The psychologist Alfie Kohn has argued against incentive plans based on research demonstrating a lack of linkage between extrinsic rewards and motivation. In fact, Kohn has argued that reward tend to punish people because those who had hoped to receive them do not and this influences morale (Kohn, 1993). Generally, Kohn suggests that extrinsic motivators are poor substitutes for intrinsic rewards. He argues that organizations are best served through promoting interest in the actual work rather than a focus on incentives. Other management scholars have also been critical of management incentive schemes. Although generally, it is thought that monetary incentives will increase effort and performance, research has been inconclusive (Bonner & Sprinkle, 2002). In a review of the literature, Cameron and colleagues challenged Kohn’s assertion that extrinsic rewards are detrimental, “what is clear, at this time, is that rewards do not inevitably have pervasive negative effects on intrinsic motivation.” (Cameron, Banko & Pierce, 2001). The more important question is how monetary incentives influence effort and performance.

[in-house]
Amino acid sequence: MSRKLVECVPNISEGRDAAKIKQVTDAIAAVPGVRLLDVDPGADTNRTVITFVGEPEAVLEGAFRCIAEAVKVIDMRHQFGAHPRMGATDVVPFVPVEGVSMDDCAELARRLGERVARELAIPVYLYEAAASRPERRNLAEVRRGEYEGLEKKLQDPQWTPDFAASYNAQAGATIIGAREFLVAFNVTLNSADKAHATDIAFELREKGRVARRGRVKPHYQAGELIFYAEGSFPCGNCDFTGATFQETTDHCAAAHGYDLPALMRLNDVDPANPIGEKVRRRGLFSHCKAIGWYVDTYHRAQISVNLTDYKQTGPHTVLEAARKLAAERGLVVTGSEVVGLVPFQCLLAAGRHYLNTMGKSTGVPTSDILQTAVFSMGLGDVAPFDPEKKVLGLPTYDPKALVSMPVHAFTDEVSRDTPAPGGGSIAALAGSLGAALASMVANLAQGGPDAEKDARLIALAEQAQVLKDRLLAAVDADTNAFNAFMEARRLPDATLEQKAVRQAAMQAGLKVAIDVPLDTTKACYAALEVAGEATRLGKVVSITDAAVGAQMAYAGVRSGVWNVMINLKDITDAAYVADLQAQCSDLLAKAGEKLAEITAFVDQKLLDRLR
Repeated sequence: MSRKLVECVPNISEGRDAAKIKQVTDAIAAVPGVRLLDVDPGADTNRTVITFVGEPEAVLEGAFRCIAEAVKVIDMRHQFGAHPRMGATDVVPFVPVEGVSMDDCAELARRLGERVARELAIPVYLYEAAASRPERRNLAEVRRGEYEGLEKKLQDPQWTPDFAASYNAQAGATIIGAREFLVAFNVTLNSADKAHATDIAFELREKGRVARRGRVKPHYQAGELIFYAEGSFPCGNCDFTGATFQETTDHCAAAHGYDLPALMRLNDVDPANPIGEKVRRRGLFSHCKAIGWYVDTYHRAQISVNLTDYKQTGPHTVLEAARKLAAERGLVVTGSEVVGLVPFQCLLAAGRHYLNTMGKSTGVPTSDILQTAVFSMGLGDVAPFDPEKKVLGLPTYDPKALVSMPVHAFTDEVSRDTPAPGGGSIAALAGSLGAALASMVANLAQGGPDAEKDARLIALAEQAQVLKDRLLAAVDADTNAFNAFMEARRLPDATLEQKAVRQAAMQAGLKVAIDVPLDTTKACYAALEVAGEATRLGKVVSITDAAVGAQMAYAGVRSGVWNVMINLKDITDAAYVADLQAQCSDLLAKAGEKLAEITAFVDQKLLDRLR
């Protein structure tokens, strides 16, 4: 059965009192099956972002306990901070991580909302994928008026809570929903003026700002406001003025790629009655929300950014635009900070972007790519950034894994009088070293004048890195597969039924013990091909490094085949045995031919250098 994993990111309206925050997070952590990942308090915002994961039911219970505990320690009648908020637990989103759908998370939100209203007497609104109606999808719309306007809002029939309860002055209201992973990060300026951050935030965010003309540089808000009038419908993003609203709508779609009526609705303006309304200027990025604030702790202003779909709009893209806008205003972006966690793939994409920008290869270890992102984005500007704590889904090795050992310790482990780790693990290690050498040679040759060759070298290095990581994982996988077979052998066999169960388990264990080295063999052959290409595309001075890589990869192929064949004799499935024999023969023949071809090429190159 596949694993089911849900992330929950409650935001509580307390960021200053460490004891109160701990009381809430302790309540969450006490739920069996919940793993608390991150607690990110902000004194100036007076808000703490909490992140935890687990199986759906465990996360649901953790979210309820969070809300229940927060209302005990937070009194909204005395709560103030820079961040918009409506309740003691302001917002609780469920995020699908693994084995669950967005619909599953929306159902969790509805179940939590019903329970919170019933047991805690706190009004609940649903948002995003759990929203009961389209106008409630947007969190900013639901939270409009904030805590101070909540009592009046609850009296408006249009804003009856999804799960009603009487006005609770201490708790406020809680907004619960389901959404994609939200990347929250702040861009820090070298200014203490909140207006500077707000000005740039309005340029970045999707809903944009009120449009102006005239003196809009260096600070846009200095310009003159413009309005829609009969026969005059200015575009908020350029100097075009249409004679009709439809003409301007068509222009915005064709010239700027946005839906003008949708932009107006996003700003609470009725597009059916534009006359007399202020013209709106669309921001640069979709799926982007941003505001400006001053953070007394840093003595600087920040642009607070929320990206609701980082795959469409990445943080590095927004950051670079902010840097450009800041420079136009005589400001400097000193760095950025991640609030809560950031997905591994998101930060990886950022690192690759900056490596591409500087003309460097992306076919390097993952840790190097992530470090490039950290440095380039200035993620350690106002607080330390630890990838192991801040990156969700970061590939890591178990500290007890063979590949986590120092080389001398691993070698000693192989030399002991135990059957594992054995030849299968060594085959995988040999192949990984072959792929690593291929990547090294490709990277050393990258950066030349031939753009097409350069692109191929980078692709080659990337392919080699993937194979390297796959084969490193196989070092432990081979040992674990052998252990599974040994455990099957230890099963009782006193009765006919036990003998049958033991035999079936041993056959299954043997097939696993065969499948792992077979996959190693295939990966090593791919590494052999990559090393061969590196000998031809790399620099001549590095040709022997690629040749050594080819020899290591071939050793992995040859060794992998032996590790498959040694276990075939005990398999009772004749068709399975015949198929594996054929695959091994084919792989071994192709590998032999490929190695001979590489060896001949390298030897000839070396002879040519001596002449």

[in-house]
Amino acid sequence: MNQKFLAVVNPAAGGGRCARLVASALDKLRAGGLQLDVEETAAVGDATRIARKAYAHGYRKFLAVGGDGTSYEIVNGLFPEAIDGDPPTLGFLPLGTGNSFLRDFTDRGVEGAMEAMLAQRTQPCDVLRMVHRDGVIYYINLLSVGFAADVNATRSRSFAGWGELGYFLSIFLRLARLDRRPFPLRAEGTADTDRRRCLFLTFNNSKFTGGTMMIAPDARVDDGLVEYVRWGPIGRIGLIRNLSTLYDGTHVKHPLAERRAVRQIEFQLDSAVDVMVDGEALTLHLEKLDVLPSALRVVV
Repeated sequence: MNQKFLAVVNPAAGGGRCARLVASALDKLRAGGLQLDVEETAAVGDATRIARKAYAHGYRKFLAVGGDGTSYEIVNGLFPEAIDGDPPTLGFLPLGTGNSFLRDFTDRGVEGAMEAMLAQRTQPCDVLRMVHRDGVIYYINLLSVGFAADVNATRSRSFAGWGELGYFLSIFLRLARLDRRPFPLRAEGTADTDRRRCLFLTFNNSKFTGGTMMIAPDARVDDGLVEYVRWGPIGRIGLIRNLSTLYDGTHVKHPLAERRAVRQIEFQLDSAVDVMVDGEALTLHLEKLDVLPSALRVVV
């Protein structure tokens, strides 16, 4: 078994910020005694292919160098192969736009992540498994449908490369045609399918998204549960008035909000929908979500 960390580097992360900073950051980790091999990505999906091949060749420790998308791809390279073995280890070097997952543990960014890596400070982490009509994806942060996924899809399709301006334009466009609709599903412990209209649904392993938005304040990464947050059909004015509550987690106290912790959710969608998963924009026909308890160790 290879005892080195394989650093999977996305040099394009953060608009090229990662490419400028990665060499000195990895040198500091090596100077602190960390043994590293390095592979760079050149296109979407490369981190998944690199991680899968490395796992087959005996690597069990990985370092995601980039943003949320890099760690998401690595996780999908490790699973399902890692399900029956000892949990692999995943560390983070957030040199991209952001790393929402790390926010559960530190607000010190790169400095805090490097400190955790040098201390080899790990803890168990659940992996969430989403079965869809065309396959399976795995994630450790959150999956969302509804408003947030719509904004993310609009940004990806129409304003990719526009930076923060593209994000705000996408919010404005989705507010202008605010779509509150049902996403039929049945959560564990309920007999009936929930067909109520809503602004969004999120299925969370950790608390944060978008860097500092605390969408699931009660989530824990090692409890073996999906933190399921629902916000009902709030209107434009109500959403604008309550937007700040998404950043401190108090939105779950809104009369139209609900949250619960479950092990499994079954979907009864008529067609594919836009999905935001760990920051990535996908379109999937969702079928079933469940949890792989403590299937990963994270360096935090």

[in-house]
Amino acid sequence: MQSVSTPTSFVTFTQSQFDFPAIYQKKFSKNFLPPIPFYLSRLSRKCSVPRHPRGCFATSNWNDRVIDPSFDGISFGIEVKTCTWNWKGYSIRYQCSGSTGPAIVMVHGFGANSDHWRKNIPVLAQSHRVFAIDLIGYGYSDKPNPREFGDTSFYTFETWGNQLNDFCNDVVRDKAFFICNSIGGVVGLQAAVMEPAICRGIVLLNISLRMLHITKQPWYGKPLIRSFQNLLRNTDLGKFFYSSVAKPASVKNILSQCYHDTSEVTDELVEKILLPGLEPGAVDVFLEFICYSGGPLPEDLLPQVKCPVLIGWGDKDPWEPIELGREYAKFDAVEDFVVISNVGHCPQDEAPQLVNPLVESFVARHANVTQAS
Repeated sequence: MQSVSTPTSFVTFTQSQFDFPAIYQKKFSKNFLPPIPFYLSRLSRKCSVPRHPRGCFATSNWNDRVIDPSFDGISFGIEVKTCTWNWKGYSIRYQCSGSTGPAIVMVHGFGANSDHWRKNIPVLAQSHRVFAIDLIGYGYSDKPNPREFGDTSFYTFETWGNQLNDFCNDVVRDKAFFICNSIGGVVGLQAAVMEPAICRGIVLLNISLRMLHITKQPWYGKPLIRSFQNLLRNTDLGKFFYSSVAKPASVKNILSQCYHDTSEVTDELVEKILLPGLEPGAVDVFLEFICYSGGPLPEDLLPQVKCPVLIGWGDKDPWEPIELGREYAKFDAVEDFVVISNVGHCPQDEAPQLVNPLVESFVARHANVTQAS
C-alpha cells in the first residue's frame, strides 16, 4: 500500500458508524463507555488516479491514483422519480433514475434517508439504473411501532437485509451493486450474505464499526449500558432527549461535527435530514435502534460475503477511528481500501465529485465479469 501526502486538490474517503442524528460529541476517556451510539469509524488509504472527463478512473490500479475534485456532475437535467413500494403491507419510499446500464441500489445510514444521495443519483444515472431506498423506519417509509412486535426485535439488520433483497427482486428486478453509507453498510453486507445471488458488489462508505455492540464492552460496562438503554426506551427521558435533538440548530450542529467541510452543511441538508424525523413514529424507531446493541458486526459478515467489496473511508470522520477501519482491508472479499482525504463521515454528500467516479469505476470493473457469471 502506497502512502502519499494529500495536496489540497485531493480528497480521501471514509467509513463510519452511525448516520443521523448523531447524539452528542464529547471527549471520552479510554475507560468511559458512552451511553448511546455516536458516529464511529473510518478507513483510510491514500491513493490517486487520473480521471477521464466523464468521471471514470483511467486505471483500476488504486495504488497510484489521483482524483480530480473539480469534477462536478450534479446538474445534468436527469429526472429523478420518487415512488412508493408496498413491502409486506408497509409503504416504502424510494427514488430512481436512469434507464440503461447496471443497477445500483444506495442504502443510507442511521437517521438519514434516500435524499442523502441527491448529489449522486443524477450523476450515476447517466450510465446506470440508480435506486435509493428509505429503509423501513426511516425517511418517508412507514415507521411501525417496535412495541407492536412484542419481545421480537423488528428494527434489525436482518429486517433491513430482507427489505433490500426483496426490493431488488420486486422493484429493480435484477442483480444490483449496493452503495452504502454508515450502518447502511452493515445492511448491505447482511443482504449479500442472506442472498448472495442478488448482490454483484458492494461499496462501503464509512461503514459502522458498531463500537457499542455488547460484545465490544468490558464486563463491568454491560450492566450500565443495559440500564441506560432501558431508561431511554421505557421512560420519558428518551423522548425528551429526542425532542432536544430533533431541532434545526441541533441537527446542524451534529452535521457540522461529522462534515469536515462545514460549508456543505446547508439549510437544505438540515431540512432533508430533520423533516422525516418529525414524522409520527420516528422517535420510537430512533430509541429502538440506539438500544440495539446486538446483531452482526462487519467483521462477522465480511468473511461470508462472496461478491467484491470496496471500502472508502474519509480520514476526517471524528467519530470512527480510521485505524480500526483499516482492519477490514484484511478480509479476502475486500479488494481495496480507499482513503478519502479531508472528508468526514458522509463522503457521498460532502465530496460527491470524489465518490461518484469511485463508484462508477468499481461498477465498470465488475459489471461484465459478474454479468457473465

Context matters: Alignment between organizational mission and incentive plans is vital.
Following a review of the literature on incentives and performance, Bonner and Sprinkle present a model demonstrating that a variety of factors such as person, task, environmental and variables that characterize the incentive scheme are related to effort and performance (Bonner & Sprinkle, 2002). With regard to incentives schemes, Bonner and Sprinkle state that the timing of the incentive is important, what dimensions of performance the incentives reward, and the magnitude of the payoff. Organizations also need to focus on performance dimensions that the incentives rewards so that management can see a clear connection between their behavior and rewards (Bonner & Sprinkle, 2002). It is important that organizations align their incentives plans with the organization mission and ensure that the plan fits in well with the culture of the organization. For example, when considering on how to reward managers, organizations needs to decide whether managers will receive bonuses based on individual performance, corporate performance, or both. Organizations usually tie top level executive bonuses to corporate results but this makes less sense for a mid-level manager who is more interested in being rewarded for individual contribution.